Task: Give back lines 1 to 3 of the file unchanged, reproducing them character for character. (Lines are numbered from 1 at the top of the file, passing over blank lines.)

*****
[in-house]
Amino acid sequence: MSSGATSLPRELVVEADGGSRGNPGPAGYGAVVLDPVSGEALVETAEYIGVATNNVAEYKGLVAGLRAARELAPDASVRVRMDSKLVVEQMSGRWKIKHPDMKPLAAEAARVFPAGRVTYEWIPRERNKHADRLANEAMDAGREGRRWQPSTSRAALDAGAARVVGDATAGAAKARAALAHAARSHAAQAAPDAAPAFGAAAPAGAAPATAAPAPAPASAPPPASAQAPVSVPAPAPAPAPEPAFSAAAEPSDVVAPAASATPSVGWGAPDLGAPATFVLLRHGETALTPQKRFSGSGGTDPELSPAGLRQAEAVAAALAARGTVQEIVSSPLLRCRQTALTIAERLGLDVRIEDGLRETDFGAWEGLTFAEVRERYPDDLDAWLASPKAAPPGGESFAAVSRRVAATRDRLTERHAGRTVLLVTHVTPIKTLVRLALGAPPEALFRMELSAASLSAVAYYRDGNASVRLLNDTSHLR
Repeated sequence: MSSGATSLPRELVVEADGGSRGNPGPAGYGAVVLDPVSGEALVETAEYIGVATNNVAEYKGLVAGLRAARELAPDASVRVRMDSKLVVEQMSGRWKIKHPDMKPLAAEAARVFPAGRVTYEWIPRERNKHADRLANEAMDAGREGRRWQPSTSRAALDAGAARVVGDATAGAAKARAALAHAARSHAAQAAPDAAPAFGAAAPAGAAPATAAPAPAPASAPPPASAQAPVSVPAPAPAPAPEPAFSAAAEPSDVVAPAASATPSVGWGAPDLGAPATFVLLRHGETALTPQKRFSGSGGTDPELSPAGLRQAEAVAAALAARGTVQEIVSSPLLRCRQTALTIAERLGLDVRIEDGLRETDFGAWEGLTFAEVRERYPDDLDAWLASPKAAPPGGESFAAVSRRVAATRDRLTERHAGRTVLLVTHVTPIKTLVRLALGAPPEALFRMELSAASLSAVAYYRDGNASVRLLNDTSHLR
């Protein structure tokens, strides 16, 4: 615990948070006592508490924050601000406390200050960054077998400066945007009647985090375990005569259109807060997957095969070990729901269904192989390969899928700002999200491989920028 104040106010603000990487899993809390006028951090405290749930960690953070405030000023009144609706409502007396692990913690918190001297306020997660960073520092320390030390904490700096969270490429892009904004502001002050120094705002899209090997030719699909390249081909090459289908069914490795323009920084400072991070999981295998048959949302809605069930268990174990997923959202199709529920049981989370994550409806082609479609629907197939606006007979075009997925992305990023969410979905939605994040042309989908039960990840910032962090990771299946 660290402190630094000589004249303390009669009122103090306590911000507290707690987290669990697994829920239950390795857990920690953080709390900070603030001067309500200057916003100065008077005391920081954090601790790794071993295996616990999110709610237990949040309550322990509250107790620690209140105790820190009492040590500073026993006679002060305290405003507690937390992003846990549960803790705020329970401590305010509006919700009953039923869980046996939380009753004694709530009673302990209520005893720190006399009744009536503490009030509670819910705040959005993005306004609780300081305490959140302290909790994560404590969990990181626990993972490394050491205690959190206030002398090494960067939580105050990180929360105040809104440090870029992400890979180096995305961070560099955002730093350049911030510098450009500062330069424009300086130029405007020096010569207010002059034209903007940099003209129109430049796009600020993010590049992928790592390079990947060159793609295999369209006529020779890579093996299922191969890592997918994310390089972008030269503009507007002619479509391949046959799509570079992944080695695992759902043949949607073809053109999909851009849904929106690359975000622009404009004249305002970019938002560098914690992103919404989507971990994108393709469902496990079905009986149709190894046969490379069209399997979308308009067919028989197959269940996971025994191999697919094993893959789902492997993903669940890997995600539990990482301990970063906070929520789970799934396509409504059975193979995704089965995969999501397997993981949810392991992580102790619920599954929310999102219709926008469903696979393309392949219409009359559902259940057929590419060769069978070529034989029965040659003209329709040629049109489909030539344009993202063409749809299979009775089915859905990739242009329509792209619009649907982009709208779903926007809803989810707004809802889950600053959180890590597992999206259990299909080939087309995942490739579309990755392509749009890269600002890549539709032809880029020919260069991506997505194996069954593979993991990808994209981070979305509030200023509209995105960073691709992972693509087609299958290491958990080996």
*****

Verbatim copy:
[in-house]
Amino acid sequence: MSSGATSLPRELVVEADGGSRGNPGPAGYGAVVLDPVSGEALVETAEYIGVATNNVAEYKGLVAGLRAARELAPDASVRVRMDSKLVVEQMSGRWKIKHPDMKPLAAEAARVFPAGRVTYEWIPRERNKHADRLANEAMDAGREGRRWQPSTSRAALDAGAARVVGDATAGAAKARAALAHAARSHAAQAAPDAAPAFGAAAPAGAAPATAAPAPAPASAPPPASAQAPVSVPAPAPAPAPEPAFSAAAEPSDVVAPAASATPSVGWGAPDLGAPATFVLLRHGETALTPQKRFSGSGGTDPELSPAGLRQAEAVAAALAARGTVQEIVSSPLLRCRQTALTIAERLGLDVRIEDGLRETDFGAWEGLTFAEVRERYPDDLDAWLASPKAAPPGGESFAAVSRRVAATRDRLTERHAGRTVLLVTHVTPIKTLVRLALGAPPEALFRMELSAASLSAVAYYRDGNASVRLLNDTSHLR
Repeated sequence: MSSGATSLPRELVVEADGGSRGNPGPAGYGAVVLDPVSGEALVETAEYIGVATNNVAEYKGLVAGLRAARELAPDASVRVRMDSKLVVEQMSGRWKIKHPDMKPLAAEAARVFPAGRVTYEWIPRERNKHADRLANEAMDAGREGRRWQPSTSRAALDAGAARVVGDATAGAAKARAALAHAARSHAAQAAPDAAPAFGAAAPAGAAPATAAPAPAPASAPPPASAQAPVSVPAPAPAPAPEPAFSAAAEPSDVVAPAASATPSVGWGAPDLGAPATFVLLRHGETALTPQKRFSGSGGTDPELSPAGLRQAEAVAAALAARGTVQEIVSSPLLRCRQTALTIAERLGLDVRIEDGLRETDFGAWEGLTFAEVRERYPDDLDAWLASPKAAPPGGESFAAVSRRVAATRDRLTERHAGRTVLLVTHVTPIKTLVRLALGAPPEALFRMELSAASLSAVAYYRDGNASVRLLNDTSHLR